The lawmaker recalled that after 9/11, a Sikh manager of a motel in Seattle was beaten brutally due to ignorance, an utter lack of understanding. He spoke about the hate-free zone in his District to protect the community and foster a spirit of oneness. “We are all one”, he emphasized. “The Sikh community has done a number of things to bring that message to the American people”.
Jasjit Singh pointed out that Congressman McDermott “has been phenomenally supportive of Sikhs serving in the military”, to much applause and appreciation from the audience.
Congressman Ami Bera (Democrat – California) told the gathering that as Co-Chair of the Congressional Caucus on India and Indian-Americans, he is proud to work with his colleagues in a bipartisan way to address issues which concern Sikh Americans such as racial profiling, hurdles when it comes to serving in the military with their articles of faith, and playing basketball on a national level with a turban and beard. “We have to break those barriers down so every individual has the right to practice their religion and serve”, he declared.
About Langar, he noted that the tradition was started by Guru Nanak Dev Ji, the first Sikh Guru. “Go to any Gurdwara in the country and they will share a meal with you”, he said. “It is about breaking barriers, sitting together for a simple meal, because in the eyes of God, we are all one. If you look around this room, it represents the best of who we are. My legacy would be if someone in this room is elected to Congress”.
Jasjit Singh informed the gathering that SALDEF has “ten interns who have come to DC this summer to work on Capitol Hill, in federal agencies, and with non-profits. They represent our best and brightest”, he said.
Expressing the hope that an intern would follow in the footsteps of Dalip Singh Saund, the only Sikh American elected to Congress in 1956, Jasjit Singh pointed out that the “SikhLEAD program was started some five years ago to build our community’s capacity of activism and to support our future leaders”.
The interns of SALDEF’s SikhLEAD 2015 class are Jaspreet Kaur of California, Harman Paul Singh Brar of New York, Tejpaul Singh Bainiwal of California, Amreen Kaur Bhasin of New Jersey, Naureen Kaur Singh of Colorado, Kiman Kaur of Utah, Shawn Singh Bhatia of Texas, Bani Kaur Randhawa of Pennsylvania, Nanki Kaur Bhullar of California, and Avneet Kaur Soin of Massachusetts.
Congresswoman Grace Meng (Democrat – New York) gushed, “This event is so special to all of us because it was started by interns on the Hill who are our future leaders. They knew it was important to share a piece of their religion and culture with members of Congress and staff on the Hill”.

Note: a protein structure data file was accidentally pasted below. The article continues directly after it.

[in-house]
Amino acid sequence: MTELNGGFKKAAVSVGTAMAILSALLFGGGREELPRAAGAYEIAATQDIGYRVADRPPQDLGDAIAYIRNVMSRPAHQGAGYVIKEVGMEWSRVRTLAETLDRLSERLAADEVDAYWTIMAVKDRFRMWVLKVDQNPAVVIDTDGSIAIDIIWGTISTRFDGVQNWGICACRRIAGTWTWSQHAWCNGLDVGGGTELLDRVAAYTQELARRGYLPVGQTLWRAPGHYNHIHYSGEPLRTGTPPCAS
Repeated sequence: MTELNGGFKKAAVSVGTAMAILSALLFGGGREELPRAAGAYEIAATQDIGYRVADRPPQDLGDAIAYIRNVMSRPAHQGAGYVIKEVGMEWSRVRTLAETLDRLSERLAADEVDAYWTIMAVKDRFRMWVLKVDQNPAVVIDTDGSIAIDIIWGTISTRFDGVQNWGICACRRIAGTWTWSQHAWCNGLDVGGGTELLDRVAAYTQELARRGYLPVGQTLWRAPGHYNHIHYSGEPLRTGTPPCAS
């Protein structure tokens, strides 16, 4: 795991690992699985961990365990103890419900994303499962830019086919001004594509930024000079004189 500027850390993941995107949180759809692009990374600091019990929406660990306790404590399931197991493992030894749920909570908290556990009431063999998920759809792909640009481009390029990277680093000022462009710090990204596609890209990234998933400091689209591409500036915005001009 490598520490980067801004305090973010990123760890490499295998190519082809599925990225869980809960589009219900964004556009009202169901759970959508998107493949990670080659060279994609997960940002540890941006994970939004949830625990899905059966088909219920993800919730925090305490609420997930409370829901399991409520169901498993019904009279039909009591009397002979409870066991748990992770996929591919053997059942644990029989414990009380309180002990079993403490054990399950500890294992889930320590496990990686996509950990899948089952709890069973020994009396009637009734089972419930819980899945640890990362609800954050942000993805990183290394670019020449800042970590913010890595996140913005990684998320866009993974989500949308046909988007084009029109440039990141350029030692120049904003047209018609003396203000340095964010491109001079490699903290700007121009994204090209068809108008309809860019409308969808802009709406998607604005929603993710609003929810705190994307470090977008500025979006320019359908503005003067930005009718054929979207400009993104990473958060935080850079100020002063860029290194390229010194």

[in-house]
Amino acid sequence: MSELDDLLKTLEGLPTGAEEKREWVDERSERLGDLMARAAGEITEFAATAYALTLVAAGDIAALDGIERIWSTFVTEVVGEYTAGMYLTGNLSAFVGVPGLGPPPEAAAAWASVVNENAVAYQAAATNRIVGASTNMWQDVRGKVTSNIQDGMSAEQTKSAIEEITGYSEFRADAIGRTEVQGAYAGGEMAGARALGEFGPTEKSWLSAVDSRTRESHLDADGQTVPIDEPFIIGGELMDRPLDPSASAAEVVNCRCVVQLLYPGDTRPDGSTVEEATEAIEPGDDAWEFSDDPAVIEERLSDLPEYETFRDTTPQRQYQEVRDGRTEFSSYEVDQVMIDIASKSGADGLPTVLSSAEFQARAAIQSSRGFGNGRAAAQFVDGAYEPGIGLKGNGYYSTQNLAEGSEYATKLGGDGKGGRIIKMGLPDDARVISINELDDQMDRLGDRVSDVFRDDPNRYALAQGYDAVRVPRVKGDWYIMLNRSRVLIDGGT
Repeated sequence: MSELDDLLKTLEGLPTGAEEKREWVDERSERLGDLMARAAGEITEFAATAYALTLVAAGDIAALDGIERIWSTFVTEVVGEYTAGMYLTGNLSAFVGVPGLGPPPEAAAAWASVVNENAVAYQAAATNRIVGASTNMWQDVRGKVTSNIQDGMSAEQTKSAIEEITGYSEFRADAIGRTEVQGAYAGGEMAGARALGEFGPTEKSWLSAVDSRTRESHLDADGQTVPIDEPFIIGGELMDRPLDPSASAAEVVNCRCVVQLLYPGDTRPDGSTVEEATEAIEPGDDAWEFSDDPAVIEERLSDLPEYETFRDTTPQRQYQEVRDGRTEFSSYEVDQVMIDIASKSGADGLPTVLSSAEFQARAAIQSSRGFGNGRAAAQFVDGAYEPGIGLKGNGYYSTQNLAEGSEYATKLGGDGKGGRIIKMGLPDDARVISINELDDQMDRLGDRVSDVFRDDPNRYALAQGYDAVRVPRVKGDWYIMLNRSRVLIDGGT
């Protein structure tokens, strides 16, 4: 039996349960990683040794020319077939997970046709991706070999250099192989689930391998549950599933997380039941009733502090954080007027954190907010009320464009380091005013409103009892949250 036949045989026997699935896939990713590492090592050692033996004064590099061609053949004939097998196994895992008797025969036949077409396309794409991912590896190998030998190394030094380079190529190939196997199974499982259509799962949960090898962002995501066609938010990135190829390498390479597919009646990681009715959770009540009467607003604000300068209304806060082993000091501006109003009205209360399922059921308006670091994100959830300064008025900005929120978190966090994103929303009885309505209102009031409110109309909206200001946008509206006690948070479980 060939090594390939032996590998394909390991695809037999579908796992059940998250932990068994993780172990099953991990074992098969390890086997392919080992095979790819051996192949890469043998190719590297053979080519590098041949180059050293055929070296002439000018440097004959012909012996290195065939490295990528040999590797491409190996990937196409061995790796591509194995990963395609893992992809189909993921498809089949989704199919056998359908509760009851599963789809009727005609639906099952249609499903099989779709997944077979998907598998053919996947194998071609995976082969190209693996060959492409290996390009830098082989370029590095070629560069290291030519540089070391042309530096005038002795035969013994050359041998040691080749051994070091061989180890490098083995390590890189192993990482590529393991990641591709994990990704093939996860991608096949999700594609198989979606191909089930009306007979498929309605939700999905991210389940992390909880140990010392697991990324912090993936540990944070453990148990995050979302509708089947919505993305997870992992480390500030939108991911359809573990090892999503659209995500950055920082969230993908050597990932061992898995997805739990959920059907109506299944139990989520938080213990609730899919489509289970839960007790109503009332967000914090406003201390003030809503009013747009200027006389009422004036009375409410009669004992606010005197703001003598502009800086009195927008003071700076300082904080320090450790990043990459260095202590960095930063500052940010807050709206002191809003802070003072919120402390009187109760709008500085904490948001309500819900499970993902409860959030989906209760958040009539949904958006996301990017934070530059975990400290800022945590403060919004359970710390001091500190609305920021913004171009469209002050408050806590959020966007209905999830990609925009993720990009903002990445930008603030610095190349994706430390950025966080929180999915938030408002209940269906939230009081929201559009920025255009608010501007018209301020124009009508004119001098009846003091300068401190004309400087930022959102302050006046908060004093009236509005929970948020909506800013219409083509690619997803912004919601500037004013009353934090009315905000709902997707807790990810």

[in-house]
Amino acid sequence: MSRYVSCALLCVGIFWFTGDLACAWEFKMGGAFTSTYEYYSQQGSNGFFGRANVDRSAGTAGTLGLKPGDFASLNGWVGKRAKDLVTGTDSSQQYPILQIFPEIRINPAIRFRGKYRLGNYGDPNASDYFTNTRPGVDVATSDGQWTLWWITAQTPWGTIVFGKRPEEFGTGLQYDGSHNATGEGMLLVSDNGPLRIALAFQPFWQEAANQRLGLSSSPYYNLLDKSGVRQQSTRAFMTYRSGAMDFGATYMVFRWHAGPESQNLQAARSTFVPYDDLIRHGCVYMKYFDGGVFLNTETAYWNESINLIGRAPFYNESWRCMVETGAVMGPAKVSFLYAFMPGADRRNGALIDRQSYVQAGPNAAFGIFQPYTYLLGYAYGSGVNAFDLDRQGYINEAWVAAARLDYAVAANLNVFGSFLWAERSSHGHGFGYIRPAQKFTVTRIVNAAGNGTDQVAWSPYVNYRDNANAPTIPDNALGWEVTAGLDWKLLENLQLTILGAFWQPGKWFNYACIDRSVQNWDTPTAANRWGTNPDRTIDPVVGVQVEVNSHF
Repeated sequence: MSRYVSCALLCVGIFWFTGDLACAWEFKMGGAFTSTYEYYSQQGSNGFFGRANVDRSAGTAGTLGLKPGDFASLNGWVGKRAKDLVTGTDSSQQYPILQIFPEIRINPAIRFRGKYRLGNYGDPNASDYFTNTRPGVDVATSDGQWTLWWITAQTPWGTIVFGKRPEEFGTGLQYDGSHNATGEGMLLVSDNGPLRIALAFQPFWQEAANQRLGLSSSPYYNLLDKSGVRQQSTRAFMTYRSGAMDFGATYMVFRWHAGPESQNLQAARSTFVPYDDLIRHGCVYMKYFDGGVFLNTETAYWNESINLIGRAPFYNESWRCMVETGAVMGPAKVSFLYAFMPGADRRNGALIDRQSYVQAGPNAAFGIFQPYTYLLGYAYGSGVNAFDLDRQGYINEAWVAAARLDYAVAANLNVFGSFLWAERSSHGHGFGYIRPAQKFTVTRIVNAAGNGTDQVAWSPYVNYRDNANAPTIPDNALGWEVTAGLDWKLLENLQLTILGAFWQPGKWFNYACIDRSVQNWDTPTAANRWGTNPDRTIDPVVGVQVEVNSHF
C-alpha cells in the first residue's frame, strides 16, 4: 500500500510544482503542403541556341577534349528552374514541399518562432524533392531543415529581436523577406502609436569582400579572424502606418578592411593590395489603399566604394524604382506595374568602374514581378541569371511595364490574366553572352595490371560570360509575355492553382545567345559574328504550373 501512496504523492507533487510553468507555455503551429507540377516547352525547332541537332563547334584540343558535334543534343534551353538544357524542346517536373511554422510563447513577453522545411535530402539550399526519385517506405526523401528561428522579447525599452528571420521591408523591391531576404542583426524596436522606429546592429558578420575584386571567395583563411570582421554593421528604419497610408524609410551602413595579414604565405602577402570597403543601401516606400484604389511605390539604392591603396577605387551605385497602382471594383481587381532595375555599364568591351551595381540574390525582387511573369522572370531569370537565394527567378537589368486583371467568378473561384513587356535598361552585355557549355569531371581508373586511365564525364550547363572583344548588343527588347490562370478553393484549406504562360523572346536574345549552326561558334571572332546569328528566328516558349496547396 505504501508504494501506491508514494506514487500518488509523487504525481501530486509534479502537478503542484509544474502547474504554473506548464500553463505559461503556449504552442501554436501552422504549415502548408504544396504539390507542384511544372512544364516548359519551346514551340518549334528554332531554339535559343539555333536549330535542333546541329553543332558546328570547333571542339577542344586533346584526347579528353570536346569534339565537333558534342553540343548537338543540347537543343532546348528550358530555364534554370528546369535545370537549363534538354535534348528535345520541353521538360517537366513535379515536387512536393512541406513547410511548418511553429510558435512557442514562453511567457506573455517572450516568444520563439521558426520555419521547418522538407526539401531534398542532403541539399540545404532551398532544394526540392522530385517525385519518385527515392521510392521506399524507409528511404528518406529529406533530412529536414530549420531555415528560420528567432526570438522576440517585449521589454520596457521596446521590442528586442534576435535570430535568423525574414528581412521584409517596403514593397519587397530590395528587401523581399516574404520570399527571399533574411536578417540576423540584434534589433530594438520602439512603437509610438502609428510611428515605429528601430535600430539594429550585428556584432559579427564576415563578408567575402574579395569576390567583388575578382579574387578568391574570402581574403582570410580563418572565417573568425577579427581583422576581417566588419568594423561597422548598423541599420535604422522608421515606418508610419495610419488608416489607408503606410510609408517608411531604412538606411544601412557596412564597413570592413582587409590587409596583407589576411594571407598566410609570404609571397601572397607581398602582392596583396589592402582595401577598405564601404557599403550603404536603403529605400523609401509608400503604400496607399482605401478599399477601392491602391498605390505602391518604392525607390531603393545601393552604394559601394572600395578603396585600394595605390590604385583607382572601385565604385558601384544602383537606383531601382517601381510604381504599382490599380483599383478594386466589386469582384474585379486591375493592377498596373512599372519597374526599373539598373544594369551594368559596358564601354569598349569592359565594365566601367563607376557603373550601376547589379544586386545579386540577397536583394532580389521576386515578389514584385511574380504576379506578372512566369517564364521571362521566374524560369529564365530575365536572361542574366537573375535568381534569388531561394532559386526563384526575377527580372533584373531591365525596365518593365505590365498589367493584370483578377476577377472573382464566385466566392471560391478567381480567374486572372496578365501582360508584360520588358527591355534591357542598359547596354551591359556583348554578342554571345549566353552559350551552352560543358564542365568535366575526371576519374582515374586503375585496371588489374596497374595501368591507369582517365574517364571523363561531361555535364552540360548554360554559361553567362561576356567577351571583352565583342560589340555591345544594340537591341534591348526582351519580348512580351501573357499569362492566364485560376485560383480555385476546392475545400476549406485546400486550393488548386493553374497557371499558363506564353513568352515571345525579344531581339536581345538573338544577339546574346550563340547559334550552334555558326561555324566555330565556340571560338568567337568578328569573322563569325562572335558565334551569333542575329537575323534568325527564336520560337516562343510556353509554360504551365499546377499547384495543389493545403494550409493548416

The lawmaker, who has steadfastly supported the effort to track hate crimes against religious and ethnic minorities, affirmed, “There is no better way to share experiences that are religious and cultural, and also to combat hate and discrimination, than by exposing each other to all the good things that we have to share with each other, that are part of our culture and part of the diverse fabric of our country”.
Congressman Ted Poe (Republican – Texas) represents Houston, in Harris County where Sandeep Singh Dhaliwal is the first Sikh serving with his turban and beard in the Deputy Sheriff’s office. “Sikhs have a history of public service”, said the GOP lawmaker at the ‘Langar’.
He told the gathering that bipartisan members of Congress have sent a letter to Secretary of the Army John McHugh calling for a rule that all Sikhs be allowed to serve while practicing their religion, with their turban and beard, without approval on a case-by-case basis.
Congressman Jerry McNerney (Democrat – California) lauded Sikh values such as hard work and strong family bonds. “When I see a person with a turban, I think here is someone of integrity, here is someone of honor”, he said. “We need to make sure that hate speech is not tolerated in this country, that hate crimes are prosecuted, and that people understand each other”.
Among other lawmakers who attended the ‘Langar’ on Capitol Hill were Congressmen Brad Sherman (Democrat – California), Ranking Member of the House Foreign Affairs Committee, Joe Wilson (Republican – South Carolina), Doug LaMalfa (Republican – California), Tom McClintock (Republican – California), Mark Takano (Democrat – California), Hank Johnson (Democrat – Georgia), James Clyburn (Democrat – South Carolina) and Sanford Bishop, Jr. (Democrat – Georgia). The event was co-hosted by Congressman Mike Honda (Democrat – California).
About the ‘Langar’, Jenny Yang, Chair of the Equal Employment Opportunity Commission (EEOC), said, “This is a fantastic event. I am thrilled to join you on the Hill as we honor a 500-year-old tradition that emphasizes equality” which “is at the heart of what we do at EEOC”.
Yang noted, “Over the past 125 years, the Sikh American community has made an indelible impact on the fabric of America and we celebrate that this evening”.